AMERICAN GANGSTER (2007) pairs Oscar winners Denzel Washington and Russell Crowe star in director Ridley Scott's meticulously crafted, based-on-a-true-story crime film set in the 1970s. Washington is Frank Lucas, a Harlem drug kingpin who is ferrying in highly potent heroin from Vietnam and selling it cheap on the streets of New York City. Crowe is ultra straight arrow narcotics detective Richie Roberts who heads up a task force to arrest and convict Lucas. Lucas is totally corrupt but a decent family man while Roberts is clean as a whistle and cannot be bought but his marriage is coming apart at the seams. Scott and screenwriter Steven Zaillian take their time to tell the story using parallel lines of action over the course of several years before Roberts finally makes his move on Lucas during a well-staged shootout sequence. Washington and Crowe finally appear together in interrogation scenes at the end of the movie and it's a treat to watch these two pros play off of each other. AMERICAN GANGSTER ranks as one of the best crime films I've seen in quite some time. 

DC Comics does a much better job with their animated films series than their live action movies have thus far at accurately capturing the look and feel of classic comic stories and series. Take for instance BATMAN: YEAR ONE (2011), which manages to vividly bring to life Frank Miller and David Mazzucchelli's 1987 mini-series in a mere 64 minutes. The film is largely faithful to the comics (they can't include everything) and does a great job of depicting Bruce Wayne as a novice, street-level crime fighter who gets better the more time he spends on the job and on the mean streets of Gotham City. The look of the film matches the visuals by Miller and Mazzucchelli and the voice casting is superb with Bryan Cranston as Lt. James Gordan and Ben McKenzie as Bruce Wayne. This is a gritty, adult oriented animated film that perfectly captures the look and feel of the source material. And by the way, if you've never read Miller and Mazzucchelli's BATMAN: YEAR ONE 4-issue mini-series, you really should check it out. It's readily available in a trade paperback format. Read the book then check out this movie. They're both terrific.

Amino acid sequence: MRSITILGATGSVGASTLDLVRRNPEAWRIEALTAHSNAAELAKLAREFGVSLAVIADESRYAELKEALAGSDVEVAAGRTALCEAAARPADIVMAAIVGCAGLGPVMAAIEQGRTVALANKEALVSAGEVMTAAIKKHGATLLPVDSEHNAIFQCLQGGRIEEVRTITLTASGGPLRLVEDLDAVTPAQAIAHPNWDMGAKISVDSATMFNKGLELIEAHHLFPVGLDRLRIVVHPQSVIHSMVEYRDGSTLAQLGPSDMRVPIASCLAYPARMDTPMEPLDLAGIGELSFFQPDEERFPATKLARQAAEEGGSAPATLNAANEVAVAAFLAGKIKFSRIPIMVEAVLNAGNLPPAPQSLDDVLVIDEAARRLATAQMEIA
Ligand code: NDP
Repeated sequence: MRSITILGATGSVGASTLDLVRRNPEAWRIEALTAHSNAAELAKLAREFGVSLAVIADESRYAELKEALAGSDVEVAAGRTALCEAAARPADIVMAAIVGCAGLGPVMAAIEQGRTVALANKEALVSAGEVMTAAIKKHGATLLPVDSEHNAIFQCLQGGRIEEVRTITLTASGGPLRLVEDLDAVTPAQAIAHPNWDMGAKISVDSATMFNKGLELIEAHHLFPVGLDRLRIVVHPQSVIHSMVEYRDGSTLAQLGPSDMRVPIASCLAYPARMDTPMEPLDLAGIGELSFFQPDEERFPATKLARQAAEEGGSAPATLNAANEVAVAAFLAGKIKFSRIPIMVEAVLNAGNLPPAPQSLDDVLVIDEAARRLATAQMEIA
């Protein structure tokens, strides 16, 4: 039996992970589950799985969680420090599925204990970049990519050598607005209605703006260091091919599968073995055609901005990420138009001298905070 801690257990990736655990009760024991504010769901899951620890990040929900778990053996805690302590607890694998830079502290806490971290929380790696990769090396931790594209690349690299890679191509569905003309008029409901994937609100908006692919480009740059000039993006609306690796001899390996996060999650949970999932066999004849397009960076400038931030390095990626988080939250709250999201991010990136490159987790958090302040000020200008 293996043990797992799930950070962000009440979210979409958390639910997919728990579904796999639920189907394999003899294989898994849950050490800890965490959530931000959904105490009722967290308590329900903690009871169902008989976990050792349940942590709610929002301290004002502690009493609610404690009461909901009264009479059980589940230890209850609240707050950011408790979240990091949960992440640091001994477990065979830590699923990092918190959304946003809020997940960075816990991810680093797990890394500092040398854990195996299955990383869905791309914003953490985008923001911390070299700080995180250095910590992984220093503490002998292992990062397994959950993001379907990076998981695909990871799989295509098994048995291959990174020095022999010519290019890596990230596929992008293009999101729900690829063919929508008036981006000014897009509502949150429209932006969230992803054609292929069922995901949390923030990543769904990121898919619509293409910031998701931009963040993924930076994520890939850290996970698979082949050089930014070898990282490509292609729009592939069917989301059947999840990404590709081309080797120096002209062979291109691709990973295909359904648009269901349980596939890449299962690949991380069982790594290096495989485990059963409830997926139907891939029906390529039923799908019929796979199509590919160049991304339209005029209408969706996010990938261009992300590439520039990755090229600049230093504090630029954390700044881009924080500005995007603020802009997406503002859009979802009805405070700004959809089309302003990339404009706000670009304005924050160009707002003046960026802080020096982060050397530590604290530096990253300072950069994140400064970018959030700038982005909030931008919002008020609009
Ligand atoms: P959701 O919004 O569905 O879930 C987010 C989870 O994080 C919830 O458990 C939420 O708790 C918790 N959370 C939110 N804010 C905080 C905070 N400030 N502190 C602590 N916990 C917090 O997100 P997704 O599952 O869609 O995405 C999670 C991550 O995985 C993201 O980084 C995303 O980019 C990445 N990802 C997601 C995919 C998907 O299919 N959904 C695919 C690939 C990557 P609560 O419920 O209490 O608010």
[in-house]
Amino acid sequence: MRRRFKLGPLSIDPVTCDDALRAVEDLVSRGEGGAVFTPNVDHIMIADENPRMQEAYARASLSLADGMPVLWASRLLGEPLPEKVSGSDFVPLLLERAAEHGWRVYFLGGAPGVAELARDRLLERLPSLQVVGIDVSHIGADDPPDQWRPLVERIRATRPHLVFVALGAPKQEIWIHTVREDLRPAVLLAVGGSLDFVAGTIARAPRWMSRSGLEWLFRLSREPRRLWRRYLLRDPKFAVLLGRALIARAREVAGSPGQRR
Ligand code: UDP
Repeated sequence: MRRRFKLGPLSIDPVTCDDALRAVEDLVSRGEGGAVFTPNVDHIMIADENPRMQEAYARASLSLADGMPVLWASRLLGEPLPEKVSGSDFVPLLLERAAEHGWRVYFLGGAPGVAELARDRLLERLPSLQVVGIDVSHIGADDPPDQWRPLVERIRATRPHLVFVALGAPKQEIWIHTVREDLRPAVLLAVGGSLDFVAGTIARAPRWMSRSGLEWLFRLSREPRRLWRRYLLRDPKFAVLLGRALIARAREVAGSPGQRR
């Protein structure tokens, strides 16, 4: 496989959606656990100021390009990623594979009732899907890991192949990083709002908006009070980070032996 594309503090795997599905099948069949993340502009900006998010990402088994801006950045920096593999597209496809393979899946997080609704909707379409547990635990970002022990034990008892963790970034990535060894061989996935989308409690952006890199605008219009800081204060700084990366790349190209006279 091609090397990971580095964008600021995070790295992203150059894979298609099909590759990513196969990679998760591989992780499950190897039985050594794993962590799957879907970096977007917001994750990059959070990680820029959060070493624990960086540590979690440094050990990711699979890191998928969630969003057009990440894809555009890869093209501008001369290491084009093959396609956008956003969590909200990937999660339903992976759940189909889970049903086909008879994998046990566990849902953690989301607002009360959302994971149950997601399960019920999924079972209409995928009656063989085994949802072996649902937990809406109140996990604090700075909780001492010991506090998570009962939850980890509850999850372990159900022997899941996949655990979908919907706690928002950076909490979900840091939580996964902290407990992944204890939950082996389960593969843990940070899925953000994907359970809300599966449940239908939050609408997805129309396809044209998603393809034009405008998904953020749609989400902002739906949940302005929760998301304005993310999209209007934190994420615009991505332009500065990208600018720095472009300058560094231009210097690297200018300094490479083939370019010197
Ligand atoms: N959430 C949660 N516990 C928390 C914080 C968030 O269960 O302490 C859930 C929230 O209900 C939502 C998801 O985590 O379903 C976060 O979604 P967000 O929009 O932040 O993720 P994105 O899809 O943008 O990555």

Now we go from one Batman to another. DRACULA UNTOLD (2014), is the untold (as the title says) origin story of Dracula, the most famous vampire in history. He began his bloody career as Vlad the Impaler, a ruthless king who ruled his Transylvanian kingdom with an iron fist, impaling his enemies on enormous wooden stakes for all to see. But Vlad loves his subjects and his family and he will do anything to protect them both. Which means becoming a vampire when the Turks threaten his domain. The deal is supposed to be only temporary with Vlad supposedly able to revert to human form before a deadline is up. He fails of course and becomes Dracula for all time.

DRACULA UNTOLD is more Robert E. Howard's Dracula than Bran Stoker's. There are impressive battle sequences between Vlad's armies and the Turks that look like they could have sprung from the pulp pages of a Howard story. Trouble is, with a PG-13 rating, they're far too bloodless and less visceral than they should be to truly convey the brutality and savagery of the time. Also, instead of turning into a single bat, here Dracula instantly explodes into a mass of fluttering, shrieking flying animals and just as instantly turns back into a human. The film looks great. The locations are spot on, the cinematography is dark and moody and the CGI effects are solid. Not a great film but I've certainly seen worse Dracula/vampire movies.

My buddy Kelly Greene and I watched DAWN OF THE PLANET OF THE APES (2014) and thoroughly enjoyed it. This sequel to 2011's RISE OF THE PLANET OF THE APES (which I also liked), picks up a few years after the end of that film. Intelligent apes have established an outpost in the forests north of San Francisco. A small band of humans living in the ruins of San  Francisco have discovered a dormant hydro-electric power generator and dam near the apes' habitat. The humans desperately need to get the generator up and running in order to send power to the city. Thus begins a back and forth struggle for diplomacy and mutual understanding. Can the apes and humans co-exist? It looks like an uneasy peace is possible until, of course, things go wrong.

DAWN OF THE PLANET OF THE APES is a triumph of CGI effects. You watch this film and wonder where the real world ends and the imaginary begins. It's seamlessly executed and worthy of the Oscar nomination it received for Best Visual Effects. A third installment, WAR FOR THE PLANET OF THE APES is due to be released next summer. This new version of the durable POTA franchise is well conceived and executed and I have high hopes for the next installment in this compelling series.

More to come. Stay tuned.